Velocity Reviews - Computer Hardware Reviews

Velocity Reviews > Newsgroups > Programming > C++ > Trouble with setting environment variables. WIN32 using system();

Reply
Thread Tools

Trouble with setting environment variables. WIN32 using system();

 
 
Henaro
Guest
Posts: n/a
 
      05-07-2007
Hello~

I am having trouble setting environment variables in C++ on win32.

The code that is not working is:


char prxy[500];
char pf_cmd1[500] = "set http_proxy=";
....
cout <<"What proxy will you be using? Please input it as
IPADDRESSORT\n";
cin.getline(prxy,499);
strcat(pf_cmd1, prxy);
system(pf_cmd1);

It compiles correctly; using Dev-C++.

But it just doesn't work.


 
Reply With Quote
 
 
 
 
Alf P. Steinbach
Guest
Posts: n/a
 
      05-07-2007
* Henaro:
>
> I am having trouble setting environment variables in C++ on win32.
>
> The code that is not working is:
>
>
> char prxy[500];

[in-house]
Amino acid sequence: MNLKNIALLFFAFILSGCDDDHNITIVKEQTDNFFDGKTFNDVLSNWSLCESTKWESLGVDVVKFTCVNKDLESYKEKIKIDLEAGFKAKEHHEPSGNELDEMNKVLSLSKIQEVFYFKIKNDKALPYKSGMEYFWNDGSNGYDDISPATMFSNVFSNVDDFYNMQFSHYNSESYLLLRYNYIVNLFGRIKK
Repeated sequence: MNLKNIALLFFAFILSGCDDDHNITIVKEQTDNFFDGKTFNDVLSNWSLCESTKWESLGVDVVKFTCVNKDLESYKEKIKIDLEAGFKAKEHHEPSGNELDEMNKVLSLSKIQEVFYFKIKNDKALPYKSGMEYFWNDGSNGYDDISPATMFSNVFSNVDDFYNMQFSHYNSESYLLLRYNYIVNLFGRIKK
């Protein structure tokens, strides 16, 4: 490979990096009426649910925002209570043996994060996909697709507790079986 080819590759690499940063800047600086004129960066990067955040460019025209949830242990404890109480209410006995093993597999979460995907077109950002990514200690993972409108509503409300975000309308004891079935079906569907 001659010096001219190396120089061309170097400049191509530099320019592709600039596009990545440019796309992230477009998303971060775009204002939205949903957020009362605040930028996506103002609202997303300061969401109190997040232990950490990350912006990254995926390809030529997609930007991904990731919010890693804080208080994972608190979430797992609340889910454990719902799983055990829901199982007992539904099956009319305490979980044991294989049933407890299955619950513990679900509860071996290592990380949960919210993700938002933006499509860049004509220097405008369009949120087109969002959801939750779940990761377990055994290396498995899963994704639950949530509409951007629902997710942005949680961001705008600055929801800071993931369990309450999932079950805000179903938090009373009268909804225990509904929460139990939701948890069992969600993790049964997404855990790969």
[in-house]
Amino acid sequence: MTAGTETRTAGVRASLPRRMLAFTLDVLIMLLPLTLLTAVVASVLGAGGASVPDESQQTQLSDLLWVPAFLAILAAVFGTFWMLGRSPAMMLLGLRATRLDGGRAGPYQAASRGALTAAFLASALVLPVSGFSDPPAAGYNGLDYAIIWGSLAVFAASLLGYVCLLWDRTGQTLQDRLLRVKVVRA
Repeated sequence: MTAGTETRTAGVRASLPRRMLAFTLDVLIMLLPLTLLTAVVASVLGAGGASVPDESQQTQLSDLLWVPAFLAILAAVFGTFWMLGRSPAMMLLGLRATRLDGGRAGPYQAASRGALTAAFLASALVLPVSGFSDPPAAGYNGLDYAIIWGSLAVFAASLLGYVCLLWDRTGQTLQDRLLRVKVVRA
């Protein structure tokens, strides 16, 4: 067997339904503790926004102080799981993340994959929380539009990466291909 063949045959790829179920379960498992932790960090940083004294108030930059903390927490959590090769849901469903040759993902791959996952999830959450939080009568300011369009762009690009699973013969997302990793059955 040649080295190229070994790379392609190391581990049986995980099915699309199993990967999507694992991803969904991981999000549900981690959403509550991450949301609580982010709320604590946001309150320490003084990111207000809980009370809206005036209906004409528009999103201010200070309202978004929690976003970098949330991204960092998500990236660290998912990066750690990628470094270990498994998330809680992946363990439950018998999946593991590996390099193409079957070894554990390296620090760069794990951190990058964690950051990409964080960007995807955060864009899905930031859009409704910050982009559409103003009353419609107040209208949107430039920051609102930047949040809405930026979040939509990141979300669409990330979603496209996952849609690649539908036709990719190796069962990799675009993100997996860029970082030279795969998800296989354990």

> char pf_cmd1[500] = "set http_proxy=";
> ...
> cout <<"What proxy will you be using? Please input it as
> IPADDRESSORT\n";
> cin.getline(prxy,499);
> strcat(pf_cmd1, prxy);


Possible buffer overflow.


> system(pf_cmd1);


This is system-specific, but just for the record, as you've noted, it
won't work. Use the relevant system-specific calls. To get help with
that, post to a relevant group (see the FAQ's list of group).


> It compiles correctly; using Dev-C++.
>
> But it just doesn't work.
>



In C++, instead of C, it would look like this:

std::string proxy;
std::cout << "What proxy will you be using? Please input "
"it as IPADDRESSORT ";
std::getline( cin, proxy );
// Here you should check whether input succeeded or failed, then
someSystemCall( "http_proxy", proxy.c_str() );

--
A: Because it messes up the order in which people normally read text.
Q: Why is it such a bad thing?
A: Top-posting.